Bacterial wilt can cause spotty to complete destruction of tomato in the presence of the high levels of the bacterium in soil. The bacterium can spread easily through contaminated irrigation water.
Early signs of wilting include drooping of leaves during hotter times of the day, but the plants will continue to recover for some days before wilting with no recovery.
Upper leaves of wilted plants tend to remain green. Fusarium wilt/crown root rot and Verticillium wilt can also cause similar symptoms but plants in these cases showing yellowing of leaves.
Discoloration of the vascular system. Fusarium wilt/crown root rot and Verticillium wilt can cause similar symptoms. Surface of the stem may darken and collapse as in case of pith necrosis.
Bacterial ooze from a freshly cut stem. This is unique to bacterial wilt and pith necrosis, and is not seen in case of Fusarium wilt/crown root rot and Verticillium wilt.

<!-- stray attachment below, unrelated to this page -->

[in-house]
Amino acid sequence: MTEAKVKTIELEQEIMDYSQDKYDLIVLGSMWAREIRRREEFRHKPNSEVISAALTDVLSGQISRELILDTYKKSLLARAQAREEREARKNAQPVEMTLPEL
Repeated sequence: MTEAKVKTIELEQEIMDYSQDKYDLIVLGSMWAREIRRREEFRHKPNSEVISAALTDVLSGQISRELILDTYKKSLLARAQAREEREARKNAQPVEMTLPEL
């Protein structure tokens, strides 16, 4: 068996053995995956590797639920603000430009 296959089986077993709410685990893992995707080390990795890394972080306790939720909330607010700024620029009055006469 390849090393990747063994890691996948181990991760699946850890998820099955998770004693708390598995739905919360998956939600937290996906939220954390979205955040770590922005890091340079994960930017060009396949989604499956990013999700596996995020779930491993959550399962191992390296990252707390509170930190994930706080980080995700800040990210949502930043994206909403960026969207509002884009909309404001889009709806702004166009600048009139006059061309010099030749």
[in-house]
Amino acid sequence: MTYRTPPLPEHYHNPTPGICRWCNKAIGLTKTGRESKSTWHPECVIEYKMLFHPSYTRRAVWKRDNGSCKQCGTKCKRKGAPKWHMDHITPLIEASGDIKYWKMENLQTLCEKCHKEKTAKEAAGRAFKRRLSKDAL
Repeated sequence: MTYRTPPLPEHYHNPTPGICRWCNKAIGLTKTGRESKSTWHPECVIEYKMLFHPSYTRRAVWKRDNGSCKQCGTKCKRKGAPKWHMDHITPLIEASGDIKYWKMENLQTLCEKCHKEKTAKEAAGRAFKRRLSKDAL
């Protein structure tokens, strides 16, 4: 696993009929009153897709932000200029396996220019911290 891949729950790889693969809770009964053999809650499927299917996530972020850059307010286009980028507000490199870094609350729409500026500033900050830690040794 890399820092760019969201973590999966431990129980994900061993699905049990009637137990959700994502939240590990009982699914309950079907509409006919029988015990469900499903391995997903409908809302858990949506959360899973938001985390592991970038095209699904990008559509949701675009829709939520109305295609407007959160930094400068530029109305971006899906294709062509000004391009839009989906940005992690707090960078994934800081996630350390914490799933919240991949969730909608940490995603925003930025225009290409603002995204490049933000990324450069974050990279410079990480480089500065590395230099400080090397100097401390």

Secondary spread of bacterial wilt through water movement to adjacent plants on both sides from an infected plant can be noticed at times.
Bacterial wilt tends to be seen more spotty in occurrence rather than entire field. Fruits changing color form green to red tends to be an active period where symptoms can be noticed in many plants.
In rare cases large fields can be affected with bacterial wilt causing upto 100% yield losses, and these cases are primarily attributed to the use of contaminated water in production.